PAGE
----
Tuesday, November 29, 2016

Story Points and Complexity

In Story Points and Velocity, I reference Mike Cohn's book "Agile Estimating and Planning" and his view that story points are a relative estimate of the complexity, size or risk in a story.

My software team and I moved away from estimates in man-days to story points. In doing so I place a heavy emphasis on the relative aspect of story points and use a story point baseline to keep track of the relative measures created by the team for the stories they work on.

To move the team away from the notion of man-days I emphasized complexity as a means to measure stories. This worked for several months until people began to raise questions regarding what is complexity.

To being the discussion I floated several perspective on story points. These included providing the team with the following documents.

I included the last article because of its emphasis on the relative nature of story points and its comments on haggling over definitions of complexity. My prescience proved correct. We spent 30 minutes discussing the matter and ended the meeting with an agreement to revisit story costs during the retrospective. I failed to convince that it's the relative ranking of stories that are important to the velocity calculation.

In my description of story points I emphasized that the by selecting powers of 2 as our scale we need only agree that stories are twice or half as complex relative to the stories in our baseline. 

I have a problem with relative costing using Fibonacci numbers because it's difficult for me to judge the difference between a 2, 3 and 5 point story. I am much more confident that halving or doubling the cost is an easier question to answer. If I run into a 3 point story I am happy to count it as a 4 and move on because I don't place an lot of emphasis on making "accurate" estimates.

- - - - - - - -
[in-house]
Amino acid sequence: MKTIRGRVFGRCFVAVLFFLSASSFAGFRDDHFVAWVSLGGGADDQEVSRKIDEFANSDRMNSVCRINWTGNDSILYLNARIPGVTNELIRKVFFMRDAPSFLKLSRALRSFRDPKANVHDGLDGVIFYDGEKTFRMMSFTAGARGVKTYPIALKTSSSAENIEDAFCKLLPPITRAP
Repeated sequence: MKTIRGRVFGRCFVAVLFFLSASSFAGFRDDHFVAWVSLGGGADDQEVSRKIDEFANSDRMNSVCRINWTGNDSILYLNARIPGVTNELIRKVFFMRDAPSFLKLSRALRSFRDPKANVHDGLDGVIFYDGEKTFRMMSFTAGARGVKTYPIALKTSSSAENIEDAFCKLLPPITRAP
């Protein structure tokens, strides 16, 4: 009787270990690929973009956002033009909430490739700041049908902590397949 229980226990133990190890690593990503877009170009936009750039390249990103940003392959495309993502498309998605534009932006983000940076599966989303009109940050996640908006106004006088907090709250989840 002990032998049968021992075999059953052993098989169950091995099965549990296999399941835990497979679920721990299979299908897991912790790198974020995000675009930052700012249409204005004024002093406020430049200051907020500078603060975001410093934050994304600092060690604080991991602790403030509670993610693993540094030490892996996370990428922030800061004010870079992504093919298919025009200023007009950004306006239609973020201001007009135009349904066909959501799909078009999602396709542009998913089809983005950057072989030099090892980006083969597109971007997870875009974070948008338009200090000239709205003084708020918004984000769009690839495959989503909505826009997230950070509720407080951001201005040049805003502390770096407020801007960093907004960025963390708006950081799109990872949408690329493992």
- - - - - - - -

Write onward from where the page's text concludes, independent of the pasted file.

I emphasized that it's not so much the number we are interested in, although you can't diminish its importance. I feel that the cost exercise is an important element of gaining consensus on what a story really encompasses. I tend to drive cost discussion using outliers. Not so much to rein in the costs but to ensure that the outliers explain their thinking and observations on a story and then build consensus on the cost.

Curiously, the story point baseline has proved invaluable. It ensures that simple questions can be asked about a story being costed. Those questions revolve around whether people are convinced that the cost of the story is like a story (or stories) in the baseline.

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